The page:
By Rebecca Mayo, J.D.
A district court in Mississippi decided to err on the side of caution in ruling on a motion to strike affirmative defenses and a motion to unseal the entire record in a False Claims Act (FCA) (31 U.S.C. §3729 et seq.) action against multiple health care facilities. Motions to strike affirmative defenses are disfavored and courts in general and this specific court preferred to determine even pure questions of legal sufficiency only after further development of the case. The FCA provides a unique statutory scheme which requires and favors sealing, and the court decided to hold the motion in abeyance until it could conduct an in camera review of the record (Aldridge v. Cain, December 14, 2017, Wingate, H.).
A relator brought an action under the FCA against Corporate Management Inc. who managed and operated hospitals and other health care facilities in South Mississippi, along with Stone County Hospital, Stone County Nursing & Rehab, Quest Medical Services Inc., and Quest Rehab, Inc. The relator alleged that the health care facilities violated the Anti-Kickback Statute, which prohibits the solicitation or receipt of remuneration in return for referrals of Medicare patients and the offer of payment or remuneration to induce such referrals. The relator also alleged that the health care facilities violated the Stark Law, which prohibit physicians from referring Medicare patients to an entity for health services if the referring physician has a financial relationship with such entity. Further, these violations led to violations of the FCA when claims were submitted for payment.
Affirmative defenses. At a previous hearing, the court ruled on a motion from the government to grant summary judgement on the health care facilities’ affirmative defenses. At that hearing, the health care facilities agreed to withdraw eight of their affirmative defenses. The government contends that when discovery began, the health care facilities filed prejudicial discovery requests predicated on affirmative defenses that lacked any factual support. The government again moved to have the remaining 45 affirmative defenses stricken arguing that they fail on the merits. Because of the early stage of the case, the court held that the health care facilities should have an opportunity to wage affirmative defenses. The court decided that it would rather err on the side of caution and allow a questionable defense to be presented that might turn out to be a valid defense and denied the government’s motion.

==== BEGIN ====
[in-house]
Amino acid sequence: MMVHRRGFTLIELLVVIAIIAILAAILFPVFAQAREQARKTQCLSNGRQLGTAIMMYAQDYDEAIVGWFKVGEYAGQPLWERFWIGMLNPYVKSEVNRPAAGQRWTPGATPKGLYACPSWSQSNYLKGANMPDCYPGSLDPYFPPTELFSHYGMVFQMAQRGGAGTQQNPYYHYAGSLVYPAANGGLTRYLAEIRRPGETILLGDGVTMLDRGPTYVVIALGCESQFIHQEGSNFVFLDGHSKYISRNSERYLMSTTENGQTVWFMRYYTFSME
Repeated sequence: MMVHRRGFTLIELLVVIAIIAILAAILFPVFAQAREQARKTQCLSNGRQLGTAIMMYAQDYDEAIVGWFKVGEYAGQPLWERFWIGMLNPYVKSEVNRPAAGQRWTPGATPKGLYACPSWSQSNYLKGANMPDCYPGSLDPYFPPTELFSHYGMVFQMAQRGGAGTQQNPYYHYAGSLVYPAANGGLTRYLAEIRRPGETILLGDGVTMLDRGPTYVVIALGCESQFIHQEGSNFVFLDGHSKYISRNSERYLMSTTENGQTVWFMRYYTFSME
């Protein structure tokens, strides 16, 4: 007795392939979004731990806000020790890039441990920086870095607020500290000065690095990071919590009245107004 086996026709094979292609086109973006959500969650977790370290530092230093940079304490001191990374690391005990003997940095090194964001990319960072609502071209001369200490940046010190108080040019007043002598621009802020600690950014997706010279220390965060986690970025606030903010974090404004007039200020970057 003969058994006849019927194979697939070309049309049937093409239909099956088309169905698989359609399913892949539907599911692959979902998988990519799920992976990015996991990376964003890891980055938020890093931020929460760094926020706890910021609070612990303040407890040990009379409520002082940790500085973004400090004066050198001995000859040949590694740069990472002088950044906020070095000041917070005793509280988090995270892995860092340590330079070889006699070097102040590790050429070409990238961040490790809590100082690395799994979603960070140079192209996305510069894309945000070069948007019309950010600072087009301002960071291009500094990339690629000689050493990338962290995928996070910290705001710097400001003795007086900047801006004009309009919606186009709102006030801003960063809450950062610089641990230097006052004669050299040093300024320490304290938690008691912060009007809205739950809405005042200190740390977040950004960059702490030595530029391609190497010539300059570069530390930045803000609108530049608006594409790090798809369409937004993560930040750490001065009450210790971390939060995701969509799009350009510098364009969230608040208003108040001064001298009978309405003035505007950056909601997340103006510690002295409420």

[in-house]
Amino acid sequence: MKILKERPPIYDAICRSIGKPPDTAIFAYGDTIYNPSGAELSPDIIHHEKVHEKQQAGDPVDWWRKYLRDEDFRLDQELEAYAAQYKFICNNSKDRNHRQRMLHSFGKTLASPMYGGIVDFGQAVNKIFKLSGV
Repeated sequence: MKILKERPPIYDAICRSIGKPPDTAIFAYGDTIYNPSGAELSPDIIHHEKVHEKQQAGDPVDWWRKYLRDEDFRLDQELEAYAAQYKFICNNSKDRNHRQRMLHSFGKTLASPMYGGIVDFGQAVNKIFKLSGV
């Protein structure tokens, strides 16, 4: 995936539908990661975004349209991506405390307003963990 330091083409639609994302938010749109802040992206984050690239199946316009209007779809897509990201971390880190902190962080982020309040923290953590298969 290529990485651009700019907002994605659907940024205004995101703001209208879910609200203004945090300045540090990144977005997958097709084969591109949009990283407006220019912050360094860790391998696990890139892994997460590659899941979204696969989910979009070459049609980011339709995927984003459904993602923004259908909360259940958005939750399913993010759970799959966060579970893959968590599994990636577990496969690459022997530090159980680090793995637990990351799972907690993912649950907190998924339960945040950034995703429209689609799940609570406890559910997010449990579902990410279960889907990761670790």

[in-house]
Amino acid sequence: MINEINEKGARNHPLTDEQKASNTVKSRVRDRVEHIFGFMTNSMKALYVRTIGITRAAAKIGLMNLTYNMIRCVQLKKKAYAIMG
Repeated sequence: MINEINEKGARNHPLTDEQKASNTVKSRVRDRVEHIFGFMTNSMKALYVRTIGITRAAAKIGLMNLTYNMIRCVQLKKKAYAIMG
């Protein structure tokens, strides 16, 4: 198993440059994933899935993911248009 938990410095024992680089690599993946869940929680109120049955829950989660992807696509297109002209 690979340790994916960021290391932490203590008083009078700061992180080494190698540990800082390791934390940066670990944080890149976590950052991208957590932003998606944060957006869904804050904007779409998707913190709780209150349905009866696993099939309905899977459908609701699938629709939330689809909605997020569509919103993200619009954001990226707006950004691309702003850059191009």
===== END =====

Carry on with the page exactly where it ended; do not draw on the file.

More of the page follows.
Motion to unseal. One of the defenses that the health care facilities raised is that if the government’s intervention relates back to the date of the relator’s claim, the statute of limitations may have expired. The health care facilities moved to have the entire record unsealed so they could analyze the documents in the record to evaluate the allegations against them and assert all potential defenses. The court pointed out that while the FCA provides for relation back so long as the claims arise out of the same conduct set forth in the relator’s complaint, and defendants may be entitled to sufficient information to make that assessment, they are not however entitled to wholesale access to in camera filings. The court has the discretion to balance the need for disclosure against the risk of harm. In previous telephonic conference with counsel for all parties, the court set an in camera review to determine if the the records should be unsealed. The motion to unseal the case is therefore held in abeyance pending the in camera hearing.
The case is No. 1:16-cv-00369-HTW-LRA.
Attorneys: J. Brad Pigott (Pigott & Johnson, PA) for James Aldridge. David Ronald Musgrove (Musgrove Smith Law) for H. Ted Cain.
Companies: Corporate Management Inc.; Stone County Hospital; Stone County Nursing & Rehab; Quest Medical Services Inc.; Quest Rehab, Inc.
MainStory: TopStory CaseDecisions CMSNews AntikickbackNews BillingNews FCANews PaymentNews ProgramIntegrityNews StarkNews MississippiNews
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